In other words, "better not to show my pictures..." ;)
« Last Edit: March 30, 2015, 04:26:09 pm by ErikKaffehr »
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NancyP

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Re: Bullying as a substitute for Argument
« Reply #65 on: March 30, 2015, 11:47:56 am »

Bernard, what is that brown dried object in the photo? It is an interesting photo, but as I know you live in Japan, this might be an interesting ingredient in a recipe.
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Rhossydd

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Re: Bullying as a substitute for Argument
« Reply #66 on: March 30, 2015, 12:13:30 pm »

Another point is that I don't feel the need of posting web size images to establish my credibility. The signature on all my posting refers both to my portfolio page on SmugMug and to my articles.
Generally it's only the anonymous posters that get challenged. You're not hiding anything.
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stamper

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Re: Bullying as a substitute for Argument
« Reply #67 on: March 30, 2015, 12:22:26 pm »

Is accusing someone of trolling bullying?

Slobodan Blagojevic

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Re: Bullying as a substitute for Argument
« Reply #68 on: March 30, 2015, 12:29:07 pm »

Bernard, what is that brown dried object in the photo? It is an interesting photo, but as I know you live in Japan, this might be an interesting ingredient in a recipe.

Octopus skin :)

LKaven

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Re: Bullying as a substitute for Argument
« Reply #69 on: March 30, 2015, 12:32:58 pm »

I think this is an interesting (although, possibly OT) discussion in itself.

I mention it because jazz, like much photography, is a pursuit that depends on a combined knowledge of technical theory and a modernist aesthetic.

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When someone talked about "theory", I must admit that I connect that term with knowledge that have been accumulated in academic institutions. I.e. explanations for observations that have (hopefully) been published in some publication, scrutinized by fellow academics, generally accepted after some time, and eventually incorporated into some kind of canon for the field. Though I must admit that I know less about the process in human sciences than natural science.

In the humanities, theory is manifest in works themselves, and often not in journals.  HCB did write some in Images a la Sauvette about The Decisive Moment.  But talk of what he was doing was common amongst those connected at that level of the enterprise, both in and out of Magnum.  This kind of knowledge is traditionally passed along in the oral history tradition.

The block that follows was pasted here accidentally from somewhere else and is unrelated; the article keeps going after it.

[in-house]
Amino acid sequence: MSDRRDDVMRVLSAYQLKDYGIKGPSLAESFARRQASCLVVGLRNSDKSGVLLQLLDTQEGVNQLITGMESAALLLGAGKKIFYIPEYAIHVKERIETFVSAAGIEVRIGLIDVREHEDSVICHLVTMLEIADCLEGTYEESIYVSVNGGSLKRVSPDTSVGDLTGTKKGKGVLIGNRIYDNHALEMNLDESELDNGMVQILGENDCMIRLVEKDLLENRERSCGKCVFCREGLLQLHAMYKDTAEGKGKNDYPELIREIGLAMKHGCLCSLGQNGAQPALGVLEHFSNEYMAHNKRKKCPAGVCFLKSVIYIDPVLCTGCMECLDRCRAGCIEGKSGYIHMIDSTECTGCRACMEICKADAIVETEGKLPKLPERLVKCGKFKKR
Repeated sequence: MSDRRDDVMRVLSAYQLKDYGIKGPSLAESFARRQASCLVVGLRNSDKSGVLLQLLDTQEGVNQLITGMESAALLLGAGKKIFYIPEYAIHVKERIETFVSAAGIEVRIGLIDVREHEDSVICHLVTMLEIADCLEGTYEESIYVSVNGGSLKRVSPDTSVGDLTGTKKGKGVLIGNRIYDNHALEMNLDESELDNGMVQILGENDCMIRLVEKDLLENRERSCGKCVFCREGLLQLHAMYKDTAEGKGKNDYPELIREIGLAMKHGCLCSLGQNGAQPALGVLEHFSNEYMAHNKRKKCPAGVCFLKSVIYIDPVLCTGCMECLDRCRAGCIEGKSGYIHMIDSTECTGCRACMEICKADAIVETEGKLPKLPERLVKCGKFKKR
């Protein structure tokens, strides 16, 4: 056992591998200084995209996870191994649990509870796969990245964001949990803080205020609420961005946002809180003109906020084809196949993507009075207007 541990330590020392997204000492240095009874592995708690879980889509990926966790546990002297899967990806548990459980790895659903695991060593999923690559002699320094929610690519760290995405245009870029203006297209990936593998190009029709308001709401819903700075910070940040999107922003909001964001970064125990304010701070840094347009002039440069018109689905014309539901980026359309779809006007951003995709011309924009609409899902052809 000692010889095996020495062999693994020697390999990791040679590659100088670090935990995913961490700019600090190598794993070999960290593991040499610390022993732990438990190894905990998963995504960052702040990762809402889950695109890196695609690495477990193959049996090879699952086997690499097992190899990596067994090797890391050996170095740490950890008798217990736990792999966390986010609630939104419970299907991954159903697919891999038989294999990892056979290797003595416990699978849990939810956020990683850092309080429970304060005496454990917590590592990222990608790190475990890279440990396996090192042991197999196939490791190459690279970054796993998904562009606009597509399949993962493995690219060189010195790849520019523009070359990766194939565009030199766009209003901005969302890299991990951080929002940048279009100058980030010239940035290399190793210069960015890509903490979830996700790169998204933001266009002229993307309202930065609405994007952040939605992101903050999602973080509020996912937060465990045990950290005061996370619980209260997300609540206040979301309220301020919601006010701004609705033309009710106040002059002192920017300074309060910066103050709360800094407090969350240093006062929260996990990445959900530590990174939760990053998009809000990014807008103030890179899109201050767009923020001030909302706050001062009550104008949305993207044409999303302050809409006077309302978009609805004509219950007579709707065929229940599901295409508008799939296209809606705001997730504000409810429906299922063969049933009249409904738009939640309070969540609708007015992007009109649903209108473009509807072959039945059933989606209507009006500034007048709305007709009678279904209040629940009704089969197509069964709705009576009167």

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When you seem to propose that skill learned through listening to great masters (on your own) or at jam-sessions or through informal meetings with fellow artists is also "theory", I think that is a confusing choice of terms.

It'd be more accurate to say that the "community" is an active learning community, and that "theory" is indeed what gets passed along as verbal history in working collaborations and to a degree in more informal encounters.  And in fact, the best theory gets distilled and disseminated this way, and in a way that peer-reviewed journals in educational institutions will never equal. 

Thelonious Monk did go to Juilliard, but his most important innovations were his alone.  He did write them as musical works in musical notation.  You can read that as the primary literature, as well as his improvised performances.  To understand and explain these innovations in harmony and melody though, you really had to be talking either to him, or to people who worked directly with him, or to people who spent a lifetime studying him. 

There are a dozen or so explanations for the technique of adding the sharp-5/flat-6 to the major scale in modern jazz (known sometimes as the "bebop scale").  You will only get one or two of those explanations from any professor of music.  To get the deeper explanations, you have to seek out and learn directly from the people who spent a lifetime learning how to exploit this beautiful bit of theory.  [Barry Harris, a jazz legend, teaches us to use the flat-6 diminished scale as a kind of rosetta stone that allows one to pivot easily between keys that otherwise seem only distantly related to traditional theorists.  It's not a simple lesson, but takes years to master.]